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Iraq begins offensive to liberate Mosul from Isis
Lanciata una vasta operazione militare da parte delle forze irachene e internazionali. Obiettivo: riprendere la città di Mosul, dal 2014 in mano all’Isis.
Iraqi Prime Minister Haidar Al-Abadi has announced on 16 October the decision to launch an offensive to liberate the city of Mosul from Isis, which has been holding it since June 2014.
The UN fears a humanitarian crisis
The predominantly Sunni city was conquered by the Islamic State in 2014 in a relatively easy action, mainly due to local population’s mistrust towards Iraqi security forces (dominated by Shiite). After having entered the city, fundamentalist leader Abu Bakr Al-Baghdadi proclaimed the so-called caliphate in the territories conquered in Iraq and Syria.
At the moment, there are 3,000 to 9,000 fighters of the Islamic State in Mosul. The city was originally home to 2 million people, but now to only 1.5 million people. The situation could get even worse. Lisa Grande, humanitarian coordinator for the United Nations in Iraq, has explained that a new military operation could cause new migratory flows, potentially pushing hundreds of thousands to flee their homes.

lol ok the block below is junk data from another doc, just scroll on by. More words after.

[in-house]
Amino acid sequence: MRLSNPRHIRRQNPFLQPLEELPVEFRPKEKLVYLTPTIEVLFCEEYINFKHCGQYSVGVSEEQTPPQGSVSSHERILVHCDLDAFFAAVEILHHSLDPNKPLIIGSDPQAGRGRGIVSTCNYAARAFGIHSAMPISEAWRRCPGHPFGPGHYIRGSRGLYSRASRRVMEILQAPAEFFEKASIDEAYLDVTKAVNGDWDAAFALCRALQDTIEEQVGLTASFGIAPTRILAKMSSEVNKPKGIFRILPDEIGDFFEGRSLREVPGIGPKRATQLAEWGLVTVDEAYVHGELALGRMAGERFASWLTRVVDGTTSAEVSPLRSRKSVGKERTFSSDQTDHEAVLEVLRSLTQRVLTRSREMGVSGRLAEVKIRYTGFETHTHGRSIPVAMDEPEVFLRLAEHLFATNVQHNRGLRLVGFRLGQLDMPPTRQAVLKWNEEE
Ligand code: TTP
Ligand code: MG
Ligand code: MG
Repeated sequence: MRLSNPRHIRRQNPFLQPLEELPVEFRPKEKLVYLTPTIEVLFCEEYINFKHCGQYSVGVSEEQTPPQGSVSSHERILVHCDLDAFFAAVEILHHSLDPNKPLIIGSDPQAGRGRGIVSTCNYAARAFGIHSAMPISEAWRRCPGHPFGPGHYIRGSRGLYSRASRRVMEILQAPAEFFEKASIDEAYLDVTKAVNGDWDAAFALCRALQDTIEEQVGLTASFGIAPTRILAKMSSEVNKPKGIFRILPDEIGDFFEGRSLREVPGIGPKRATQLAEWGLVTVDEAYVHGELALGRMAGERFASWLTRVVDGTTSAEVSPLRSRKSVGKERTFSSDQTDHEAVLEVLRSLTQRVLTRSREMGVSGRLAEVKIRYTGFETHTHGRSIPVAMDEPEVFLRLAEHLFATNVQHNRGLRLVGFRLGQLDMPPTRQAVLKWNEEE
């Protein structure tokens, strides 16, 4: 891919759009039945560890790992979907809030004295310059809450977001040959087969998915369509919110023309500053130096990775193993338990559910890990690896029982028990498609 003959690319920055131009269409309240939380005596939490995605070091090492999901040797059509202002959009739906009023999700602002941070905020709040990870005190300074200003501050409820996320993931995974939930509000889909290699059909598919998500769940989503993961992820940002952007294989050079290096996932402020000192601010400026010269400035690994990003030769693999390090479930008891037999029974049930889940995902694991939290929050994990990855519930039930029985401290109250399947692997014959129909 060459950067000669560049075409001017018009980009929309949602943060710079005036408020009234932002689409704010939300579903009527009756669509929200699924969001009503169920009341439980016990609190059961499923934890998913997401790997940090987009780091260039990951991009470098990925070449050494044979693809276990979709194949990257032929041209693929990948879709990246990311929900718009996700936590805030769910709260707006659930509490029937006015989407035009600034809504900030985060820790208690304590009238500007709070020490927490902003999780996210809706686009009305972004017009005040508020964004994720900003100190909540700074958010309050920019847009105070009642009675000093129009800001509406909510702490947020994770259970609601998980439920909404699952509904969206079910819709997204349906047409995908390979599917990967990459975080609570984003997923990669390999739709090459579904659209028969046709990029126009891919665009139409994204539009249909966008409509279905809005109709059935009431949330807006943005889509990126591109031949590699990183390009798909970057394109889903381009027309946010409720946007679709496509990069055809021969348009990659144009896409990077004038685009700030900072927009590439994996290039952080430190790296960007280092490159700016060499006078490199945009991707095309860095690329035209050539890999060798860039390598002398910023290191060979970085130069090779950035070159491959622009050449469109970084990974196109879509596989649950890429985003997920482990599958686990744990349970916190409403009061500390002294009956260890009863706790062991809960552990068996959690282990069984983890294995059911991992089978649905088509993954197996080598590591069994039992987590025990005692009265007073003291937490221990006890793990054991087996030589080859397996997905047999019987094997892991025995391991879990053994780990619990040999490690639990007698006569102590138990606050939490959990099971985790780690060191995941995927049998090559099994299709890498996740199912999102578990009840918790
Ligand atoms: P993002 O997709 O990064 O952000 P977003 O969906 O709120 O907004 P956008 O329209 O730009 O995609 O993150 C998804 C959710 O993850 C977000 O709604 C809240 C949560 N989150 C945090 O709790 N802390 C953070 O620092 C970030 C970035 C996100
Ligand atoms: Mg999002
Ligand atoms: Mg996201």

Kurdish forces reconquered the suburbs of Mosul
Iraqi forces have launched the offensive with some 30,000 federal forces, supported by the coalition led by the United States. Meanwhile, Kurdish militias managed to retake some areas of the suburbs of Mosul, including the Christian city of Qaraqosh seized by Isis in 2014.
Spokesman of the US Department of Defence Peter Cook said that “Iraqi forces have met their objectives so far and that they are ahead of schedule for this first day”. But the coalition claimed that the operation could last weeks, if not months, depending on the response of Isis, which could opt for a terrorist strategy as it has already done before.
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